Bundle/Include Dependencies #4210

arei opened this Issue Nov 27, 2013 · 26 comments

Feature Description

Create a means within npm of generating a .tgz representation of a npm package AND all of its dependencies such that an npm install can be be done using the .tgz representation to install the package AND all of its dependencies.

This involves two separate and distinct aspects:

  1. Add an ability to npm to create a .tgz file that contains a single npm package in its uninstalled form and its entire dependency tree in their uninstalled forms. See below for additional details.

  2. Change npm install <tarball file> to understand that a <tarball file> may contains the package and the cache from which all dependencies should be installed. See below for additional details.

This is a rewrite of the closed ticket #3429.

Reason for Feature Request

The reason for this feature request is to provide a means for npm to be used to install a given package in an offline environment and without relying on the npm registry being available online. By using a bundled npm package tarball that contains the package and all necessary dependencies, npm is not forced to go out to the internet and find the dependencies required. This functionality is desirable for use in isolated/off-the-grid systems and for usage by package owners whom wish to distribute their package as a complete unit.

Consider this simple problem case: Install socket.io on a system that is 100% offline and not connected to the internet. (The target system has node/npm installed already.)

(In the process described below "LIVE" indicates a system with an internet connection and "OFFLINE" indicates a system without an internet connection.)

Your first attempt might go something like this:

  1. [LIVE] Create a new directory and change to it.
  2. [LIVE] Install socket.io using npm: npm install socket.io
  3. [LIVE] tar the node_modules directory.
  4. [LIVE] copy the tar to some removable media like a memory stick.
  5. [OFFLINE] move the memory stick to the remote offline system.
  6. [OFFLINE] copy the tar from the removable media.
  7. [OFFLINE] untar the node_modules

The problem with this is that this did not actually install socket.io on the remote system, but just duplicated the files of an installed socket.io. This ignores any special install process instructions that socket.io might want to perform on the system to which it is installed. In some cases it's good enough, but it's not the right answer.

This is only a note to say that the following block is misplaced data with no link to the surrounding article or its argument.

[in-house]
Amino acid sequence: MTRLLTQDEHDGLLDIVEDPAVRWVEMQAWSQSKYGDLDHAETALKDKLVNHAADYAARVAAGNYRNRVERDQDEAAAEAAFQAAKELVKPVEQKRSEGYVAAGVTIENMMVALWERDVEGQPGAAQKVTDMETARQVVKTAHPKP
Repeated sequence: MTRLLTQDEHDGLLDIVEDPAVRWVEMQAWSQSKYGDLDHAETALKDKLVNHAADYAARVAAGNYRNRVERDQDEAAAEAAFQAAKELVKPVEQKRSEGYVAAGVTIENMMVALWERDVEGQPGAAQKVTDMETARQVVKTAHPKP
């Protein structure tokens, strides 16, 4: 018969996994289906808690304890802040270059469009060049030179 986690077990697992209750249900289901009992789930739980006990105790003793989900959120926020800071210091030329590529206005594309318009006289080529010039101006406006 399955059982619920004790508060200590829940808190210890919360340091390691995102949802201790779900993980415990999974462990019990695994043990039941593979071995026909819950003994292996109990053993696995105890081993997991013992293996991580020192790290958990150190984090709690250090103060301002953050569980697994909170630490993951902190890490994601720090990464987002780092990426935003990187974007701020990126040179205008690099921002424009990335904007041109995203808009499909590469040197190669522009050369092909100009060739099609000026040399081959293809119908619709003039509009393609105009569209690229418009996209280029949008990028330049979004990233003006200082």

Your next attempt might be to get the <tarball file> of socket.io and use that.

  1. [LIVE] Create a new directory and change to it.
  2. [LIVE] Get the 'socket.io' tarball using npm pack: npm pack socket.io
  3. [LIVE] copy the tar to some removable media like a memory stick.
  4. [OFFLINE] move the memory stick to the remote offline system.
  5. [OFFLINE] copy the tar from the removable media.
  6. [OFFLINE] Install socket.io from the tarball: npm install socket.io-0.9.16.tgz
  7. [OFFLINE] Stare confusedly at:
npm WARN optional dep failed, continuing redis@0.7.3
npm ERR! Error: connect ECONNREFUSED
npm ERR!     at errnoException (net.js:901:11)
npm ERR!     at Object.afterConnect [as oncomplete] (net.js:892:19)
npm ERR!  { [Error: connect ECONNREFUSED]
npm ERR!   code: 'ECONNREFUSED',
npm ERR!   errno: 'ECONNREFUSED',
npm ERR!   syscall: 'connect' }

npm is attempting to go out and get the dependencies from http://registry.npmjs.org which clearly will not work on our remote offline system.

Okay, so you can just get and install all the dependencies. Except there isn't a way to list the dependencies of an npm package from npm. The best way to get the dependency tree in node is to actually install the npm package, so let's do that.

  1. [LIVE] Create a new directory and change to it.
  2. [LIVE] Install socket.io using npm: npm install socket.io